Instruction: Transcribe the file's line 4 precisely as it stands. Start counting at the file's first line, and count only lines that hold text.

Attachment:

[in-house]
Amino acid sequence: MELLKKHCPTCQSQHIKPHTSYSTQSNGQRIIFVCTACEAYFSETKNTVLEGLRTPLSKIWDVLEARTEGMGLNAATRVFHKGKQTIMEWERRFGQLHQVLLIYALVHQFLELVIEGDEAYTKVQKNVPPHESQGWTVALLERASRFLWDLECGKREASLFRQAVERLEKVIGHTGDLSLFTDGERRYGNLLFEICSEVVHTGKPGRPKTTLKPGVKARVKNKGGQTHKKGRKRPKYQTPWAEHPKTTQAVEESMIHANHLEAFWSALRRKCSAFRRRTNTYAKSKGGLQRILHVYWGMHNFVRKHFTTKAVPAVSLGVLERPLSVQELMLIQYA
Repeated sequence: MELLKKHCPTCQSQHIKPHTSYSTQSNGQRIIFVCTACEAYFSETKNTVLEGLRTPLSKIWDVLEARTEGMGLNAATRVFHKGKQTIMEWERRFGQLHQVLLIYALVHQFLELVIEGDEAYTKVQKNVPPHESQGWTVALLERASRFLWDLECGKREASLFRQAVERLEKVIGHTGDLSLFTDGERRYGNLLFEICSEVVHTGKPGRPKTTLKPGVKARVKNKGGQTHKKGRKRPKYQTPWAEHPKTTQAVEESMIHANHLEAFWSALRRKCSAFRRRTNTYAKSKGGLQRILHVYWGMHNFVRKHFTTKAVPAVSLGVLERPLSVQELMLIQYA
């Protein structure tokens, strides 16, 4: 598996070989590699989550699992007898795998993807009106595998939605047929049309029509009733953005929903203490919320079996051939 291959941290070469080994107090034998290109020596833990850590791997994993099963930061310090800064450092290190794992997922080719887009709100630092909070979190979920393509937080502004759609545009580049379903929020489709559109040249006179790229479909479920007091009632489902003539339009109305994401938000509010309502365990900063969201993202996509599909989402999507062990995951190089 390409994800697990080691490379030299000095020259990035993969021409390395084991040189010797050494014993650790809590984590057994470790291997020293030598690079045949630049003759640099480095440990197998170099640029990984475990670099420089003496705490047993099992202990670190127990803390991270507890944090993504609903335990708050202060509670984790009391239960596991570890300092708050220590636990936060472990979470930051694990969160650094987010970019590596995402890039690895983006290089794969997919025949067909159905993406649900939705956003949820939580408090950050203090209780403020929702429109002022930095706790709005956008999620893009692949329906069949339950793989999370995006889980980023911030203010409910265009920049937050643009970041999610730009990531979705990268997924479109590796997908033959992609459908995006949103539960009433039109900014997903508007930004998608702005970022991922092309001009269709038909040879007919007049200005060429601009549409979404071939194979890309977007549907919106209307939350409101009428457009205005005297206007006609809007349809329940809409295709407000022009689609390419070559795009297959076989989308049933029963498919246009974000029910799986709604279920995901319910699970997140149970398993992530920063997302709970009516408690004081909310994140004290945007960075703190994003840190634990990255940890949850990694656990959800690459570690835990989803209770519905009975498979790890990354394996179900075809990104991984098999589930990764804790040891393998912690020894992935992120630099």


């Protein structure tokens, strides 16, 4: 598996070989590699989550699992007898795998993807009106595998939605047929049309029509009733953005929903203490919320079996051939 291959941290070469080994107090034998290109020596833990850590791997994993099963930061310090800064450092290190794992997922080719887009709100630092909070979190979920393509937080502004759609545009580049379903929020489709559109040249006179790229479909479920007091009632489902003539339009109305994401938000509010309502365990900063969201993202996509599909989402999507062990995951190089 390409994800697990080691490379030299000095020259990035993969021409390395084991040189010797050494014993650790809590984590057994470790291997020293030598690079045949630049003759640099480095440990197998170099640029990984475990670099420089003496705490047993099992202990670190127990803390991270507890944090993504609903335990708050202060509670984790009391239960596991570890300092708050220590636990936060472990979470930051694990969160650094987010970019590596995402890039690895983006290089794969997919025949067909159905993406649900939705956003949820939580408090950050203090209780403020929702429109002022930095706790709005956008999620893009692949329906069949339950793989999370995006889980980023911030203010409910265009920049937050643009970041999610730009990531979705990268997924479109590796997908033959992609459908995006949103539960009433039109900014997903508007930004998608702005970022991922092309001009269709038909040879007919007049200005060429601009549409979404071939194979890309977007549907919106209307939350409101009428457009205005005297206007006609809007349809329940809409295709407000022009689609390419070559795009297959076989989308049933029963498919246009974000029910799986709604279920995901319910699970997140149970398993992530920063997302709970009516408690004081909310994140004290945007960075703190994003840190634990990255940890949850990694656990959800690459570690835990989803209770519905009975498979790890990354394996179900075809990104991984098999589930990764804790040891393998912690020894992935992120630099």